A few nights ago, I saw a picture that was purported to be of a woman who had her mouth and one eye sewn shut by Saudi Arabians because proclaimed Jesus was her savior. The first thought many Christians had was of her bravery, to face such pain out of loyalty to God. Yet, later in the evening, I found out that the story was only a fraud. The picture was a form of "performance art," and a Japanese woman had volunteered for this treatment. She chose it- for art. (I've placed the link to this picture very low on the page. If you think you might be triggered by looking at this, don't worry. Just don't click the bottom link.)
Let's look around and see what people are doing in the world today. As of this moment, if I were to go to a therapist and tell him that I had a corset sewn into my skin for pleasure, that would be considered healthy and okay. As long as I did not have a problem with that, it would not considered mentally ill. I could talk to that same therapist about choosing genital mutilation for myself and he would not blink an eye. I could tell that same therapist that I pierced or slit my tongue, that I or that I walked my boyfriend around with a leash and collar like a dog, and that would be fine too. If I am comfortable and happy and expressing myself in the way I want, that's fine.
The focus in therapy, especially in "pop psychology," tends to be on using only "positive" ways of speaking to and treating ourselves. We are to have "unconditional positive regard" for anything we feel like doing, even in the above examples.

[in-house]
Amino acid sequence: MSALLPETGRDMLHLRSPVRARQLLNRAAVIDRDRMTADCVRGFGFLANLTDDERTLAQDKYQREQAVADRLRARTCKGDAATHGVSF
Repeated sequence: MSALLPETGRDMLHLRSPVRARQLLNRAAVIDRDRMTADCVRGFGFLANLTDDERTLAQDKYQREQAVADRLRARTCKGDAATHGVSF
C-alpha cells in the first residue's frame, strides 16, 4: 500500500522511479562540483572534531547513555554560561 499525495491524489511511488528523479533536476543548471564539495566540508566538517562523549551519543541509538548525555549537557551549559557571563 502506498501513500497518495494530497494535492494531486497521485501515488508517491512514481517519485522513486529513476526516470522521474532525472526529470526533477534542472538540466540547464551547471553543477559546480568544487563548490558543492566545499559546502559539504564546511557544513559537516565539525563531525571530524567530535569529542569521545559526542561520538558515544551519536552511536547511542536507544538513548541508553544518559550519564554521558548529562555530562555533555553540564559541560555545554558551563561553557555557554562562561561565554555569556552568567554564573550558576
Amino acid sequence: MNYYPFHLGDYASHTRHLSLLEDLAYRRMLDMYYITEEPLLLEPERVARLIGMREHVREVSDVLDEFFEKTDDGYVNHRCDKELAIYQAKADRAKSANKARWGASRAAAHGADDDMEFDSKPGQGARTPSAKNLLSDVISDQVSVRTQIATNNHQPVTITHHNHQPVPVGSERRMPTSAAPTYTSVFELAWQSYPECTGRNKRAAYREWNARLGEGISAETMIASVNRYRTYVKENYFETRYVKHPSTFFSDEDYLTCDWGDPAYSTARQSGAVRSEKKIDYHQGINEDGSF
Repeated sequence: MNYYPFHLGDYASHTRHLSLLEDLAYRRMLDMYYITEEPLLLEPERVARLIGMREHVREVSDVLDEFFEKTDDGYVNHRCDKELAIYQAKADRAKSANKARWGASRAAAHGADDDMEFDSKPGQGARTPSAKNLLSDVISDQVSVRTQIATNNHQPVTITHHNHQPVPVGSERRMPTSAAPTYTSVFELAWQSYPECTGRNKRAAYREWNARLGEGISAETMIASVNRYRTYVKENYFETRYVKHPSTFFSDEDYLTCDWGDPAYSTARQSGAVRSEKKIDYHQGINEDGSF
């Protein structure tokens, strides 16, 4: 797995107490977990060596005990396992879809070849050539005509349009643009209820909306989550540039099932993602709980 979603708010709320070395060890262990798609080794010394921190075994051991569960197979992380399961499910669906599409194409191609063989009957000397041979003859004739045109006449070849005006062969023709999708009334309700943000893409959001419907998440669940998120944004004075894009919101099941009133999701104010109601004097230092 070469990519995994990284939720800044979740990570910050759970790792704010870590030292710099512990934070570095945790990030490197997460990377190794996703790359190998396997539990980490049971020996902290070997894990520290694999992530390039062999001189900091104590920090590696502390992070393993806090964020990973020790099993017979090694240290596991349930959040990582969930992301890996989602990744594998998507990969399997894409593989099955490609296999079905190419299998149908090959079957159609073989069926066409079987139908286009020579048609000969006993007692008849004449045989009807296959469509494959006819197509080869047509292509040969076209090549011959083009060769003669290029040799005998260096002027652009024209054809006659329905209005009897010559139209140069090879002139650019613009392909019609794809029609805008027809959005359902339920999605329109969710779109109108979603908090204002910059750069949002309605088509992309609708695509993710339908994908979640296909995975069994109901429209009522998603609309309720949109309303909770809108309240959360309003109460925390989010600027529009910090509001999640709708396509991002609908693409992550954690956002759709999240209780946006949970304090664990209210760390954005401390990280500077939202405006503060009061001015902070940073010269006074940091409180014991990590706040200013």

Positive approaches are good but they are not the only approaches that are good. Practices of discerning judgment are not necessarily unhealthy.
What is the goal of bodily mortification today? Some people want to endure pain because they genuinely like it. Others think it it cool to endure the pain and show off their bravery to others. Some find the practice to be a way to be creative and express themselves. In either case, the motives are purely self-gratifying.
The old way of self mortification was the opposite- It was to help people move beyond the self, into a closer relationship with God, and a life of greater service to others. When bodily mortification for the sake of penance is done today, this is often considered "sick" by psychologists. However, if someone comes into their office with a peeing fetish, (by modern diagnostic manual standards) that is not considered sick.
Furthermore, if I were to intentionally cause discomfort through self-denial for the purpose of becoming stronger to withstand sin, such as Catholics do during Lent, that would be also be considered ill to many modern therapists. For certain mental health professionals, it's considered sick to judge yourself, to feel guilt, to feel fear of any kind. While not all therapists take such an extreme view, the basic structure of this perspective permeates most mainstream therapy.